Professor Andrew Hattersley from the Peninsula College of Medicine and Dentistry said: "This rare genetic condition has provided us with a surprising insight into how the pancreas develops. What is it that programmes cells to become pancreatic beta cells? Our study suggests that GATA6 plays a very important role in this process and we hope this will help the crucial work to try and make beta cells for patients with type 1 diabetes."

Whereas pancreatic agenesis is an extreme form of pancreatic dysfunction, diabetes is far more common. In type 1 diabetes (which generally develops in childhood), the immune system attacks and destroys pancreatic beta cells and the body is unable to regulate glucose levels; in type 2 diabetes, the beta cells gradually decline until -- usually during adulthood -- they cease to function.

Professor Sian Ellard, also from Peninsula College of Medicine and Dentistry, added: "This discovery was possible because new sequencing approaches meant we could test all the genetic information in one go and because with the help of doctors throughout the world we were able to study 27 patients with a very rare condition."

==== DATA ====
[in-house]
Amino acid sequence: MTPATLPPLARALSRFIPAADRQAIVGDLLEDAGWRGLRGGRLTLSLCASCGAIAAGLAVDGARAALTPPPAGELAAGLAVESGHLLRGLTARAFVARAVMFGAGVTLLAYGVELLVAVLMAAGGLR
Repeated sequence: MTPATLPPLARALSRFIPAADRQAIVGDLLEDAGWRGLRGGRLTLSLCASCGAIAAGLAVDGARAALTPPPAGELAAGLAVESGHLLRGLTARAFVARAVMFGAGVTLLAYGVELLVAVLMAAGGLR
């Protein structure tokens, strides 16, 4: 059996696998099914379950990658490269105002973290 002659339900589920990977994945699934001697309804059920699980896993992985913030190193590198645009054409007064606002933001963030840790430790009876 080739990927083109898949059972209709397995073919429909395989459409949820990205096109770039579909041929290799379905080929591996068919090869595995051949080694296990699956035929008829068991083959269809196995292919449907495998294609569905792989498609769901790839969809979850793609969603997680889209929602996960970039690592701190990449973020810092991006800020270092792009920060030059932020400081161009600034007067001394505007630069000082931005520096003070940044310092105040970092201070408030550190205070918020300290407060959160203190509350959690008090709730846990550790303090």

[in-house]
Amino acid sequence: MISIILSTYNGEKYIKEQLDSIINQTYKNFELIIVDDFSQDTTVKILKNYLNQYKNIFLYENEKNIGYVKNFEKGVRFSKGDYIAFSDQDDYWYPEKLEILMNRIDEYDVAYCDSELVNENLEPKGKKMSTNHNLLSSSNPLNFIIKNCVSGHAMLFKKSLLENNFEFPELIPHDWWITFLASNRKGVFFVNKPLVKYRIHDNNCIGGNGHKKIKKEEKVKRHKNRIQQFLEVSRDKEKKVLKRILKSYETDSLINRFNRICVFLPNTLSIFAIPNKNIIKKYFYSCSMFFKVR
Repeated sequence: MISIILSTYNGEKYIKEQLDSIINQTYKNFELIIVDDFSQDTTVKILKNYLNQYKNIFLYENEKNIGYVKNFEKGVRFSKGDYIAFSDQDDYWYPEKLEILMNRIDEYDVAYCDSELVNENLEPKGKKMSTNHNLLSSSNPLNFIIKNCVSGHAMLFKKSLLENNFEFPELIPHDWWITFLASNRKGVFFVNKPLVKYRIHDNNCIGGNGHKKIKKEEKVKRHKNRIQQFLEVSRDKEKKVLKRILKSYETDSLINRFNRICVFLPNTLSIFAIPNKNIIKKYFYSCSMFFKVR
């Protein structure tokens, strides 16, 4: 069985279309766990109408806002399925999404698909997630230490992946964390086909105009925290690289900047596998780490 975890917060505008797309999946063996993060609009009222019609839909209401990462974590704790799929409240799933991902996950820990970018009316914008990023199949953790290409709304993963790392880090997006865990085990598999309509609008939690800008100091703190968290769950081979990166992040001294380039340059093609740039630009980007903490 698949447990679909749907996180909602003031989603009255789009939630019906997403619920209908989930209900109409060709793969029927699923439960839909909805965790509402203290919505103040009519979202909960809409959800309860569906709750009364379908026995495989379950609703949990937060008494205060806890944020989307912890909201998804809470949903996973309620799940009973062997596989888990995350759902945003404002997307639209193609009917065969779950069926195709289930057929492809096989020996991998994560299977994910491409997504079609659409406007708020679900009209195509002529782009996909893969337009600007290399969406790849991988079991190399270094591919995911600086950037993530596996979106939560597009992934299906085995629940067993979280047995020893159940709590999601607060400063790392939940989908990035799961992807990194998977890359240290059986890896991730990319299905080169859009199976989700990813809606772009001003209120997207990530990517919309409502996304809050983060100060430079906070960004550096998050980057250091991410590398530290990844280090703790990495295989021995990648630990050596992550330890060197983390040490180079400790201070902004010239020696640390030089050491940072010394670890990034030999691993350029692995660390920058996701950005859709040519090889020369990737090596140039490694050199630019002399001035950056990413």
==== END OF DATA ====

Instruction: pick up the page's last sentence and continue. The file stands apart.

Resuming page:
Story Source:

The above story is based on materials provided by Wellcome Trust. Note: Materials may be edited for content and length.


Journal Reference:

  1. Hana Lango Allen, Sarah E Flanagan, Charles Shaw-Smith, Elisa De Franco, Ildem Akerman, Richard Caswell, Jorge Ferrer, Andrew T Hattersley, Sian Ellard. GATA6 haploinsufficiency causes pancreatic agenesis in humans. Nature Genetics, 2011; DOI: 10.1038/ng.1035

Cite This Page:

Wellcome Trust. "Rare genetic disorder provides clues to development of the pancreas." ScienceDaily. ScienceDaily, 14 December 2011. <www.sciencedaily.com/releases/2011/12/111211133958.htm>.
Wellcome Trust. (2011, December 14). Rare genetic disorder provides clues to development of the pancreas. ScienceDaily. Retrieved April 17, 2014 from www.sciencedaily.com/releases/2011/12/111211133958.htm
Wellcome Trust. "Rare genetic disorder provides clues to development of the pancreas." ScienceDaily. www.sciencedaily.com/releases/2011/12/111211133958.htm (accessed April 17, 2014).

Share This



More Health & Medicine News